For the best part of the last 20 years, pundits have reported on challengers to Microsoft Office and Exchange, the hugely powerful and lucrative franchises that sit alongside Windows in the underpinnings of the world's biggest software company. Most have failed to survive, never mind prosper, but the latest web-based challenger from Google seems to have some legs.
Office has long had over 90 percent market share in desktop productivity suites and Exchange is the default option for firms setting up email, collaboration and calendaring systems, having sped ahead of the original groupware giant, Lotus Notes. These are the lynchpins of the modern enterprise and many of us spend more time looking at these programs than we do with our loved ones. We know their menus, options, shortcuts, shortcomings and occasional eccentricities and we choose to either delight at the usability resulting from millions of lines of programming code and man hours, or despair at bloated incompetence, vulnerability to security compromises and proprietary lock-in.
If users get to know Office and Exchange pretty well, so do CIOs and their teams. This is expensive software and each new version typically requires more expensive hardware. These programs might not be strategic in the sense that SAP is strategic to the operations of a business's back office but they are omnipresent and represent that awkward category of software that gets noticed by mouthy users and opinionated executives. As Robert Whiteside, Google Enterprise head of UK and Ireland, puts it, Office is "mission critical without adding a lot of difference to companies".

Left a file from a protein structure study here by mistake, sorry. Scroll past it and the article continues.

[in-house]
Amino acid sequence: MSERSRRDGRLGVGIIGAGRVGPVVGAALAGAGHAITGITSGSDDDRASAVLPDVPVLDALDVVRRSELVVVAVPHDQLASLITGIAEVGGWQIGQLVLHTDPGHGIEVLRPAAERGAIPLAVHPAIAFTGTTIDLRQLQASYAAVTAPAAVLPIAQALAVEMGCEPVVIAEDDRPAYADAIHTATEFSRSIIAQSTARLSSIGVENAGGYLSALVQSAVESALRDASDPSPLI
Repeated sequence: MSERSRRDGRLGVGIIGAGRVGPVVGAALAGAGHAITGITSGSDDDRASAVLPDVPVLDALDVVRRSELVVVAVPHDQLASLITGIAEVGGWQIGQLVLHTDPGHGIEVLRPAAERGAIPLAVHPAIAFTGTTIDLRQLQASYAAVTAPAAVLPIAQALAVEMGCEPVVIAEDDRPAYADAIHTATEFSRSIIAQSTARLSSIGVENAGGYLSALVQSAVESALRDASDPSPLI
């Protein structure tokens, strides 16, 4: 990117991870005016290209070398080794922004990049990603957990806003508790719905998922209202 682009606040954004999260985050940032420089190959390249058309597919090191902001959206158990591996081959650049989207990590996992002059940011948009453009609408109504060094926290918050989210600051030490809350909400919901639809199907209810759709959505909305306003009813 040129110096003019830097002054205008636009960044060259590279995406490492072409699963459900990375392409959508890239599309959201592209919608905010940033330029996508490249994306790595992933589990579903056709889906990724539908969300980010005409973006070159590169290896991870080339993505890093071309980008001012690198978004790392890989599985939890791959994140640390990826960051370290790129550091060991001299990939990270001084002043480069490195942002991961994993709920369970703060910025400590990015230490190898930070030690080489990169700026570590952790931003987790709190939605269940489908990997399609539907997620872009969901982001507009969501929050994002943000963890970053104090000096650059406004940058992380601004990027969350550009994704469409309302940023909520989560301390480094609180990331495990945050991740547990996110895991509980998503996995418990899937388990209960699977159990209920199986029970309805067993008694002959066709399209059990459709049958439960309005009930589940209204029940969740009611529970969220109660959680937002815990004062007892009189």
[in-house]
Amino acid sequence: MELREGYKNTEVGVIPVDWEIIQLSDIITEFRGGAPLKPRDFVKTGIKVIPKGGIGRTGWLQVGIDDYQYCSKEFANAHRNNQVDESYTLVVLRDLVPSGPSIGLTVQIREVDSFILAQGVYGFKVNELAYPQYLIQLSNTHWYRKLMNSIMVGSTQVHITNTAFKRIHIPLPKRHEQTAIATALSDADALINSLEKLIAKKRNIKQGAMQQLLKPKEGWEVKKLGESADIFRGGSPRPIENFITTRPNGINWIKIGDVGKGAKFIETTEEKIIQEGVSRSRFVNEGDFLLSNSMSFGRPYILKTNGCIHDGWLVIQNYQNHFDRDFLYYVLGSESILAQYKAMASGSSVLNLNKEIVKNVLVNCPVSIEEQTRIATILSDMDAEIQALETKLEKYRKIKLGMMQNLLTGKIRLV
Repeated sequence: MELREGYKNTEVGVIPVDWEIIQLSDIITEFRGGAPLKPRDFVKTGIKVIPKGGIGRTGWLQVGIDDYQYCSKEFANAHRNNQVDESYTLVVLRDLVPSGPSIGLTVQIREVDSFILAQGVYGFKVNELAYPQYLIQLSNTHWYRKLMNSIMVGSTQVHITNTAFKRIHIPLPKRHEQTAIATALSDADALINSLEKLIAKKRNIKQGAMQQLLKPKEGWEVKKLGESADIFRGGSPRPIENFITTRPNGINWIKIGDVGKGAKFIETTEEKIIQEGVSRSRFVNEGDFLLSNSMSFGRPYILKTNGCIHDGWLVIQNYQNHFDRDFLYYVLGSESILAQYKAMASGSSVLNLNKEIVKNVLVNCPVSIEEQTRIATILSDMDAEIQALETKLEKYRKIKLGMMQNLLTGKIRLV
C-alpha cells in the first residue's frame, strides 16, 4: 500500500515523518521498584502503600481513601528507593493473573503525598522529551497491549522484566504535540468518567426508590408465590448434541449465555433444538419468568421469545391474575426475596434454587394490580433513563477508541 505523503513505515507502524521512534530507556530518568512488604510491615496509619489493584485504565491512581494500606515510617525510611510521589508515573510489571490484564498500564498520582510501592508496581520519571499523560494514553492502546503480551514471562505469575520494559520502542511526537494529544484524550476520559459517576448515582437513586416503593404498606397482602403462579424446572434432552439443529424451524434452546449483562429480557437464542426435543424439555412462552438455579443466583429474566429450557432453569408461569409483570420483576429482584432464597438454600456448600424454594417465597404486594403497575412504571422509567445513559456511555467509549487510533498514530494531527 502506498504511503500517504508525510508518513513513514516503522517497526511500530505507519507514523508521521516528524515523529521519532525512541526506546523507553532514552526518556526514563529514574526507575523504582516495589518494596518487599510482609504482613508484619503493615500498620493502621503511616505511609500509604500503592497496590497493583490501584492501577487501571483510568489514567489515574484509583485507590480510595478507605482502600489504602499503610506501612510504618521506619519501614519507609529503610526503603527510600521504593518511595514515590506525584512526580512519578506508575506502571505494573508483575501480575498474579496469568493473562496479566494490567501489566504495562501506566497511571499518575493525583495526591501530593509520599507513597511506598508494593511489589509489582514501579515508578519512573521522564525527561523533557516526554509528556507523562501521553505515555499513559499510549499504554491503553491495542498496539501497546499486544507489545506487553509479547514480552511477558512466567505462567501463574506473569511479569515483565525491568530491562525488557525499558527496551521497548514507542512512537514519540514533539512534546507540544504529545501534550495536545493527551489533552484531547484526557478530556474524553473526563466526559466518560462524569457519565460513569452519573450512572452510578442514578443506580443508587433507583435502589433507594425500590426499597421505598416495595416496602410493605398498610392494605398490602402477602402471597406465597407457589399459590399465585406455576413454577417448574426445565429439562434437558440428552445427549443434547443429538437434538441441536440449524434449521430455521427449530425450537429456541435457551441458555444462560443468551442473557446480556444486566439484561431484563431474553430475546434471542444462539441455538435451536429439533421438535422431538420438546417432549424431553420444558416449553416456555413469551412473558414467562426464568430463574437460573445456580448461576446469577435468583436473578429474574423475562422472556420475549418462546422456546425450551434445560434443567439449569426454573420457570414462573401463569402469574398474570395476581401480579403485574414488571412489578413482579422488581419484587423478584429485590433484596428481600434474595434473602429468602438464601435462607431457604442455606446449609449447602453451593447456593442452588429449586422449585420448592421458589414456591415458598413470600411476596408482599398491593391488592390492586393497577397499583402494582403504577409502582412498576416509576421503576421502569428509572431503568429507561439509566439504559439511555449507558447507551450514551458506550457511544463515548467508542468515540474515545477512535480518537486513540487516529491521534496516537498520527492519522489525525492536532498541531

We should know better having seen the likes of Lotus Notes and SmartSuite, WordPerfect Office and GroupWise, Corel and Novell fail to topple Microsoft, but it's hard not to get excited by the latest challenge to the Microsoft hegemony, Google Apps.
Why? First, because Google is so well funded, with a market capitalization in excess of US$120bn. Second, because Google's brand currently has luster that even Microsoft cannot match. Third, because it would appear that business computing is edging towards a cloud-based model where more and more applications reside on the web and the user interface is the browser. Fourth, because web-based systems have intrinsic advantages such as spread cost, reduced admin and no need for corporate servers. Fifth and most interesting, because Google has started delivering evidence that sizeable businesses -- and UK businesses at that -- are willing to take its bait.
Two deals this summer have made the world sit up and take notice. First, construction and facilities management firm Taylor Woodrow said that it had deployed about 1800 seats for Google Apps after a pilot that ran from November 2007.
The deal will provide "a step change in how we use email in the organization", says Rob Ramsay, Taylor Woodrow IT director, by providing users with a Google-hosted service that replaces a legacy HP OpenMail system that was front-ended by Outlook.
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